Last Updated on Sunday, 05 August 2012 13:16 Written by Tom Krehbiel Thursday, 22 September 2011 20:48
I got this release from Tannoy today. I'm impressed, but not surprised.
When composer Joseph Bertolozzi and sound engineer Ron Kuhnke chose Tannoy Di 8DCs for an outdoor, site-specific art installation on the Franklin D. Roosevelt Mid-Hudson Bridge, they knew the speakers were going to take some punishment from the elements. In fact, for Bertolozzi, durability was as important as sound quality.
He knew the speakers would have to function in nasty weather, but he never expected they’d have to stand up to a storm like Irene. "It rains, it gets cold, and we actually take the speakers down from October 31st to April 1st," he says, "because conditions on the bridge in winter are like being in the North Atlantic."
Bertolozzi ought to know. He was born in nearby Poughkeepsie, NY, and grew up virtually in the shadow of the bridge.
When news that Hurricane Irene was headed for the area reached him, he was justifiably concerned. Although Irene was downgraded to a tropical storm by the time it blew into the Mid-Hudson Valley, it still hit hard Irene submerged parkland on both sides of the river and packed winds up to 50 mph. After the storm, Bertolozzi expected to find trouble waiting for him on the bridge, but once there he was pleasantly surprised.
"The speakers hadn’t moved an inch. They still delivered crystal clear sound as if nothing happened. We lost power in the west tower, but when we reset it the speakers still worked fine. And on the east tower, we didn’t even lose power. You probably could have listened to the music if you were on the bridge hanging on for dear life during the storm."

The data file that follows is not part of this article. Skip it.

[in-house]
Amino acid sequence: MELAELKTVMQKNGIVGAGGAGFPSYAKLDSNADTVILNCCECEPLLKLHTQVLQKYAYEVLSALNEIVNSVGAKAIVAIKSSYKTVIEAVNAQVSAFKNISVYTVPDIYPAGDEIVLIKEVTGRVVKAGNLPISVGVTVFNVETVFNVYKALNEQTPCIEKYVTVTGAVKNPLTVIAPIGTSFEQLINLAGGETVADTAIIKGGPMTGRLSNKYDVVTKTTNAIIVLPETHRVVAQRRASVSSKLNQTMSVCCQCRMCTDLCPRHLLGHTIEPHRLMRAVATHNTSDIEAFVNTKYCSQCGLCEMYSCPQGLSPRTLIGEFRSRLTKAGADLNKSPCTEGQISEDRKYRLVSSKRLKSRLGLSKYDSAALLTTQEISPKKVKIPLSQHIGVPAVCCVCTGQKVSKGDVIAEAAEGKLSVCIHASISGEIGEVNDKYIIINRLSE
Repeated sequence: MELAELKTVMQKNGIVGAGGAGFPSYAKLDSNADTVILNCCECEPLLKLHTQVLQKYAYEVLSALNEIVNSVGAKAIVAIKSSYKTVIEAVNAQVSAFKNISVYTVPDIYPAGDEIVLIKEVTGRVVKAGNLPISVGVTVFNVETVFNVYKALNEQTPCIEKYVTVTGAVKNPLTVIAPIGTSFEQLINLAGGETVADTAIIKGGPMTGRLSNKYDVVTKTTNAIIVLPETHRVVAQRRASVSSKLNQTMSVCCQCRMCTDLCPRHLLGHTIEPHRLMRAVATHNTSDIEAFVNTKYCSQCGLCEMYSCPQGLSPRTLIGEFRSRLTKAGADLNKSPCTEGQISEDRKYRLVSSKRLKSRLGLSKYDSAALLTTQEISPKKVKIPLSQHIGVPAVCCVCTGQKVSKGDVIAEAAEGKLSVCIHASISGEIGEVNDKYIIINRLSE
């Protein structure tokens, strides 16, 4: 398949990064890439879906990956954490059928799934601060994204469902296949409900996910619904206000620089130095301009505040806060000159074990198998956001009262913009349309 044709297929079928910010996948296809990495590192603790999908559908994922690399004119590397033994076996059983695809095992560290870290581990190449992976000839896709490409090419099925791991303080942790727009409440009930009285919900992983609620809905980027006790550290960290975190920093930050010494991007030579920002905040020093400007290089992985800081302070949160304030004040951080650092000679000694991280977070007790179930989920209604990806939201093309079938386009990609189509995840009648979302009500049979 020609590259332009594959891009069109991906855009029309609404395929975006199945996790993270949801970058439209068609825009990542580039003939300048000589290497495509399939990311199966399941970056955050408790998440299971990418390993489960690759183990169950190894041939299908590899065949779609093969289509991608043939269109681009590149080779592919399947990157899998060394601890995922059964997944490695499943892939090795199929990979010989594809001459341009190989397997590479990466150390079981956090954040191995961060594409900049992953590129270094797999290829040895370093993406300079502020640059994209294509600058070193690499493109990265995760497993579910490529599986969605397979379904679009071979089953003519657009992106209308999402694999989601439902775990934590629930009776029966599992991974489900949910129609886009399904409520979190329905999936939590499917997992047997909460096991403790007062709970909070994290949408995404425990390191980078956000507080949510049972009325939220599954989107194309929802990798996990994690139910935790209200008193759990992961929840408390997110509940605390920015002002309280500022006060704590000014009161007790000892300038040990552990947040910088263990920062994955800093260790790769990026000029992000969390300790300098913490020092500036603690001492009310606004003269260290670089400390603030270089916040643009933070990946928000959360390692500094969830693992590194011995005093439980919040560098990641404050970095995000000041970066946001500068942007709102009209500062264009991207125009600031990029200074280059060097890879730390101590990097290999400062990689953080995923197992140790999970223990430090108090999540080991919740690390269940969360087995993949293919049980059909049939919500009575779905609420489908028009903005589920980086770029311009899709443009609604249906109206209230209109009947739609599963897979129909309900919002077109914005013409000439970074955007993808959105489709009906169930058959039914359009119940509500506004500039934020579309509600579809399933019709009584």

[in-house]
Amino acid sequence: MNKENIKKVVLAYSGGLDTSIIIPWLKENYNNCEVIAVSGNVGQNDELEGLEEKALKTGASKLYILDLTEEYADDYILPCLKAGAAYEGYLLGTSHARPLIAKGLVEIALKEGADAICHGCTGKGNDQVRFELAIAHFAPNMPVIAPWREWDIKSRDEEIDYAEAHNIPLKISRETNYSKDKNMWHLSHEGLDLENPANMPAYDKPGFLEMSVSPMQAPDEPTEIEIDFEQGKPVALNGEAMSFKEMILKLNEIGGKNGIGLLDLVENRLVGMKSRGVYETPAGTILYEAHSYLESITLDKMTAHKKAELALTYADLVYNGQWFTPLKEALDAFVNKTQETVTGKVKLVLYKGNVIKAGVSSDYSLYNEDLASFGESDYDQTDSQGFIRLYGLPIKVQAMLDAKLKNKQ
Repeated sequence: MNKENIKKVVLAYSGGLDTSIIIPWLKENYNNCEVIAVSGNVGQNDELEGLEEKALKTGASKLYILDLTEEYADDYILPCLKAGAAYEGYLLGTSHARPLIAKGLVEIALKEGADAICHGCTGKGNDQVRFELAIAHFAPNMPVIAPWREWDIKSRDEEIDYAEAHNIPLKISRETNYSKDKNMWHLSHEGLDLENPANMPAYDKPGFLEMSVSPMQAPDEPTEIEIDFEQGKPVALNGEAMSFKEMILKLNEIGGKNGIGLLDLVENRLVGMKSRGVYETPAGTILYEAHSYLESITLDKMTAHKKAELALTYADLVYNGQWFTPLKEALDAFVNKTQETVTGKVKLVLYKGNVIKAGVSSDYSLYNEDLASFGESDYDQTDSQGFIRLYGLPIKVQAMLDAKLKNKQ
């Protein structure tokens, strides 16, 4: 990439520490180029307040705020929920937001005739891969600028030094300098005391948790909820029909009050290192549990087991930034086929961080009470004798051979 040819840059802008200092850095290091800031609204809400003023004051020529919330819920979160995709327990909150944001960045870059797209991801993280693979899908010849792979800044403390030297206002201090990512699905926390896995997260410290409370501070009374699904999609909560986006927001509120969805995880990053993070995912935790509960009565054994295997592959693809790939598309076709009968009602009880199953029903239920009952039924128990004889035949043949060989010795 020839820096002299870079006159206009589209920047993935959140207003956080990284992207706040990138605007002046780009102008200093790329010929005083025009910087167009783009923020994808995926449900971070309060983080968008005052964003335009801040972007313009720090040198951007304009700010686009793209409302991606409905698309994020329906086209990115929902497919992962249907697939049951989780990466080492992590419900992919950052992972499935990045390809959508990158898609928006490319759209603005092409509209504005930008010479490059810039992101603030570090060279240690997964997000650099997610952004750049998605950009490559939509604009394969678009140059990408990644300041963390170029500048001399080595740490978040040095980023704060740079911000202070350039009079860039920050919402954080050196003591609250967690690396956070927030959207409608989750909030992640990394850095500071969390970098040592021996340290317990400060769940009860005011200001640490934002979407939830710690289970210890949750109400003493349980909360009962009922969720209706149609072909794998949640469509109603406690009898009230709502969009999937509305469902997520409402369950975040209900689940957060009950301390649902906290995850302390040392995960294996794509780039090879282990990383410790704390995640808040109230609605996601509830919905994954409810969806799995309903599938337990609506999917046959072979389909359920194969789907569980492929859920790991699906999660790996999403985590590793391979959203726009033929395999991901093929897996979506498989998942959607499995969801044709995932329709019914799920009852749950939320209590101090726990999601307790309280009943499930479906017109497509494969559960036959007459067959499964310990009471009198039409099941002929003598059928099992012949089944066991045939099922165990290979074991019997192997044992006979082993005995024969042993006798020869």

Bertolozzi conceived Bridge Music in 2004 and it's his most unusual composition to date. He composed it exclusively from sounds created using a variety of mallets to strike the bridge’s guardrails, girders, spindles and ropes – virtually every possible surface with the exception of the road. Bertolozzi transformed the 3000-foot span into the world’s largest percussion rig, recording some 300 sounds during the process, categorizing them by location, note value and overall character. He recast the bridge as a virtual instrument.
You can hear the result online. But if you can get to the Mid-Hudson Bridge, the ideal place to experience Bertolozzi’s work is in the very environment that inspired it--at either of two listening stations located along the bridge’s pedestrian walkway. Installed in June 2009 to mark the 400th anniversary of Henry Hudson's voyage up the Hudson, the listening stations are 1500-feet apart on the bridge’s two 315-foot high gothic towers. Each features a pair of Di 8DCs secured using Tannoy’s K-Ball wall mounts.